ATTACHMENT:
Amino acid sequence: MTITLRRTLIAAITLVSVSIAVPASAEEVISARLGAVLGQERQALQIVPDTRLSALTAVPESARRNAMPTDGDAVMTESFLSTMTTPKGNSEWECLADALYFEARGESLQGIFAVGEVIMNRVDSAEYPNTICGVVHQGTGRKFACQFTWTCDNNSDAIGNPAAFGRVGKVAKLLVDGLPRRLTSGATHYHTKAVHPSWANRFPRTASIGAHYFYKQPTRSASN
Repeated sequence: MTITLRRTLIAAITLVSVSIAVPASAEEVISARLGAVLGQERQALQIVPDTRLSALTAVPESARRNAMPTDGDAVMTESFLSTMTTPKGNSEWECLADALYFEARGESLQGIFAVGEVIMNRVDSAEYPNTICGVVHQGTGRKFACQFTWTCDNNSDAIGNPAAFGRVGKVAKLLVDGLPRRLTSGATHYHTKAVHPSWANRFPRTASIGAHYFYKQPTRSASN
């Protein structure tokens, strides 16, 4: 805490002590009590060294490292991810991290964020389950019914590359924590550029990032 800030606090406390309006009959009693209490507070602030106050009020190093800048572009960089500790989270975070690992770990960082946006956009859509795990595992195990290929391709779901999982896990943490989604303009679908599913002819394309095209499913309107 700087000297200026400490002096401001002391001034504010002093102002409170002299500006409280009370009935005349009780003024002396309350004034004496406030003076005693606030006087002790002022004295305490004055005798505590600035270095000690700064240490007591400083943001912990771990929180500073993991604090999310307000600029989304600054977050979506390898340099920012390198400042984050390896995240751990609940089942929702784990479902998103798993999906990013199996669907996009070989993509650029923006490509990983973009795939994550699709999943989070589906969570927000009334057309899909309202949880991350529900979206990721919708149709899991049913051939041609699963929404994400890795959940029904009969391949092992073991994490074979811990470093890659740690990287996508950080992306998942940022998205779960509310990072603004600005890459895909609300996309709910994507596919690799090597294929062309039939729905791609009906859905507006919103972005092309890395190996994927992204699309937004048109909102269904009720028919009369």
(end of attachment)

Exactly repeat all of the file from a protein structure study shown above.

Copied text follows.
Amino acid sequence: MTITLRRTLIAAITLVSVSIAVPASAEEVISARLGAVLGQERQALQIVPDTRLSALTAVPESARRNAMPTDGDAVMTESFLSTMTTPKGNSEWECLADALYFEARGESLQGIFAVGEVIMNRVDSAEYPNTICGVVHQGTGRKFACQFTWTCDNNSDAIGNPAAFGRVGKVAKLLVDGLPRRLTSGATHYHTKAVHPSWANRFPRTASIGAHYFYKQPTRSASN
Repeated sequence: MTITLRRTLIAAITLVSVSIAVPASAEEVISARLGAVLGQERQALQIVPDTRLSALTAVPESARRNAMPTDGDAVMTESFLSTMTTPKGNSEWECLADALYFEARGESLQGIFAVGEVIMNRVDSAEYPNTICGVVHQGTGRKFACQFTWTCDNNSDAIGNPAAFGRVGKVAKLLVDGLPRRLTSGATHYHTKAVHPSWANRFPRTASIGAHYFYKQPTRSASN
């Protein structure tokens, strides 16, 4: 805490002590009590060294490292991810991290964020389950019914590359924590550029990032 800030606090406390309006009959009693209490507070602030106050009020190093800048572009960089500790989270975070690992770990960082946006956009859509795990595992195990290929391709779901999982896990943490989604303009679908599913002819394309095209499913309107 700087000297200026400490002096401001002391001034504010002093102002409170002299500006409280009370009935005349009780003024002396309350004034004496406030003076005693606030006087002790002022004295305490004055005798505590600035270095000690700064240490007591400083943001912990771990929180500073993991604090999310307000600029989304600054977050979506390898340099920012390198400042984050390896995240751990609940089942929702784990479902998103798993999906990013199996669907996009070989993509650029923006490509990983973009795939994550699709999943989070589906969570927000009334057309899909309202949880991350529900979206990721919708149709899991049913051939041609699963929404994400890795959940029904009969391949092992073991994490074979811990470093890659740690990287996508950080992306998942940022998205779960509310990072603004600005890459895909609300996309709910994507596919690799090597294929062309039939729905791609009906859905507006919103972005092309890395190996994927992204699309937004048109909102269904009720028919009369």